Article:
Posted on April 17, 2017 by Kate Bergh - Family Safaris
This post about kids on safari is written by Kate Bergh of Cedarberg Africa, a specialist tour operator for Southern Africa with a strong interest in family safaris. Contact us if you would like to talk to a specialist about your family safari.
As a mother of three, I’m all for introducing children to the wonder of African wildlife: the bush is a natural arena for learning about the cycles of the earth, the predator hierarchy and the fascinating ways animals adapt to their environment. So a family safari in Africa could well be your best trip ever! But it does require some thinking around kids on safari.
Family game drive at Tuningi Safari Lodge, Madikwe Game Reserve
Here are some happy family safari tips we’ve learnt over the years. Some you may know, some may be new…
Posted on March 24, 2017 by Kate Bergh - Family Safaris
The vast majority of family-friendly game lodges in Africa offer extra activities for younger kids. However, a few have taken the needs of older children on safari to heart as well. What exactly does this mean in practice? What’s the difference between family-friendly game lodges for younger or for older children? Lets compare and contrast two safari lodges, both suitable for family safaris, but in different respects:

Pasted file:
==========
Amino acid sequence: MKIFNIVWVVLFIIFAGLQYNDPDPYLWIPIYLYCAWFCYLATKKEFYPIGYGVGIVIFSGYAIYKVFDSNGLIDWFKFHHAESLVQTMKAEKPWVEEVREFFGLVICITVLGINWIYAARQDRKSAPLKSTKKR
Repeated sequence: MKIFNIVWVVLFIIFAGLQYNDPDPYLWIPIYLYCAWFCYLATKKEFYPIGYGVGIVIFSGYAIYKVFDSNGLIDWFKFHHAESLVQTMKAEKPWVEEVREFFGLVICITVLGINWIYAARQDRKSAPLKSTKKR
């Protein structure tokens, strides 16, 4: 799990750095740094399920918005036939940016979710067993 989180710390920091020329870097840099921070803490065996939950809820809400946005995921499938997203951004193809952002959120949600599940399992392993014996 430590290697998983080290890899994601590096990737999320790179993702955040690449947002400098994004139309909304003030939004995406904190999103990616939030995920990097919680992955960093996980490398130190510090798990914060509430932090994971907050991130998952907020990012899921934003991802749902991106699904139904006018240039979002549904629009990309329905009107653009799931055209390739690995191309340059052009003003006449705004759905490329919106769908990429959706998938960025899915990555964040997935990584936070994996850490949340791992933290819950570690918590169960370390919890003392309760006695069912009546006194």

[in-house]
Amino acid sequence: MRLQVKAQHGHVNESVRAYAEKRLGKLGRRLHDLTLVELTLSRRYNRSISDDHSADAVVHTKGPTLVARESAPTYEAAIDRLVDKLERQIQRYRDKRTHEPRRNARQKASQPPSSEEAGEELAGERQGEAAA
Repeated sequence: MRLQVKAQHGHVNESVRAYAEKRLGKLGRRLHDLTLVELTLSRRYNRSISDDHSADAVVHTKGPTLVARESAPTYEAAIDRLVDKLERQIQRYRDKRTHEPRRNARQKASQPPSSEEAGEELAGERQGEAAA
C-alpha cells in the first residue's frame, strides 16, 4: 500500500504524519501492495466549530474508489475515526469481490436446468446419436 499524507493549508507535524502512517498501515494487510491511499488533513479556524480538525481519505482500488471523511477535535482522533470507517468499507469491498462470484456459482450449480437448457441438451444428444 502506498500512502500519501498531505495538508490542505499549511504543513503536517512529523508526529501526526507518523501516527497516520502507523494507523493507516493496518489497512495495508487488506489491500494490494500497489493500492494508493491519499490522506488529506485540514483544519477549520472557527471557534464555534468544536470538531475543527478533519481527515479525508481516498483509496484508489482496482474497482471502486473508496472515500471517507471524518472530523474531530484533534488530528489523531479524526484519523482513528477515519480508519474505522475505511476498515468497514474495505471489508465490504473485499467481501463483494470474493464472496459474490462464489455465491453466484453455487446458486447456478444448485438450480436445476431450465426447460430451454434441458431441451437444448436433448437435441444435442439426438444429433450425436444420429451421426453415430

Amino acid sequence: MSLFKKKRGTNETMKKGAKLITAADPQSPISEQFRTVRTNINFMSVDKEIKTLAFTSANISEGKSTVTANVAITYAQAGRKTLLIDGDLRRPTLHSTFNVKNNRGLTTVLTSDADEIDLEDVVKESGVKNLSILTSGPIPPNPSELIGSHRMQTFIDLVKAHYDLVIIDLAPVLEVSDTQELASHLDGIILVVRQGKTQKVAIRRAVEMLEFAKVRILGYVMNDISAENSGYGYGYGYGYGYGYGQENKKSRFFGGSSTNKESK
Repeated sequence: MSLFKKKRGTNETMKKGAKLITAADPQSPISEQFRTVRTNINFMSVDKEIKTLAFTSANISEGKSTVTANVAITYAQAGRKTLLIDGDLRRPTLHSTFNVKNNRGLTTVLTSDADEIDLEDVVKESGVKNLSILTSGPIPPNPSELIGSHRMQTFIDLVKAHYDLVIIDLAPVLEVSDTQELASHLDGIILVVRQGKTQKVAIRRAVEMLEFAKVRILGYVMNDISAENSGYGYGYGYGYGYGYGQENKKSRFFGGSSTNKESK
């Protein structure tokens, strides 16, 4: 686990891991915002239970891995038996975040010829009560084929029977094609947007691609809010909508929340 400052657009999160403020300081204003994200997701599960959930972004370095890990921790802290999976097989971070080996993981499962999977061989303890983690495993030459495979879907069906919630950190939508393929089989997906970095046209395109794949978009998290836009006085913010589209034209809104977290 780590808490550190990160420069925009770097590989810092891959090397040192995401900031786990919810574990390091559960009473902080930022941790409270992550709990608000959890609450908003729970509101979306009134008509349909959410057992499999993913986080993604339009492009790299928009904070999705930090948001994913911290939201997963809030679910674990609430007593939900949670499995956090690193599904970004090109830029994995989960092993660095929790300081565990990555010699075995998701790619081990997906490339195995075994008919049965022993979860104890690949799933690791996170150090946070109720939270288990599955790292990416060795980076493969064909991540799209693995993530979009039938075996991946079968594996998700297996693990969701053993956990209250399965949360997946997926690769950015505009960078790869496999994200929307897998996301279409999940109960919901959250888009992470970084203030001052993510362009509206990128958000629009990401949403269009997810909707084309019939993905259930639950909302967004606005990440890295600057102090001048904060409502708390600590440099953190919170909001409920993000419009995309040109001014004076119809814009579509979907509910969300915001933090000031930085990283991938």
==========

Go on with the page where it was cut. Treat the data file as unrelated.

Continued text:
Warning: if your kids are adventurous and you’re, well, not so gung ho, don’t let them read this post…
Posted on November 13, 2016 by Kate Bergh - Family Safaris
When people think of Family Safaris, Namibia is perhaps not the first country that springs to mind, mainly because of the long distances involved. But if your family are seasoned and adventurous travellers, then a Namibia family safari holiday should definitely be on your short list!
As with South Africa, the great thing about a Namibia family safari is that its not just about the wildlife. This desert country offers loads of variety for kids from climbing some of the highest sand dunes in the world to clambering over rocks looking at ancient Bushmen rock engravings at Twyfelfontein to exploring the eerie ghost town of Kolmanskop near Luderitz.
The scenery in Namibia is quite unlike anywhere else in the world and there’s excellent game-viewing in Etosha and Damaraland, with the chance of seeing desert-adapted elephants and rhino.
On the coast near Swakopmund, there are some great adventure excursions for older children and their parents alike. How about kayaking on Walvis lagoon with the seals and pelicans, heading out on an ocean safari in search of whales or taking the amazing Living Desert tour in the Namib desert or an exhilarating quad bike ride on the sand dunes?
So what sort of family would enjoy Namibia?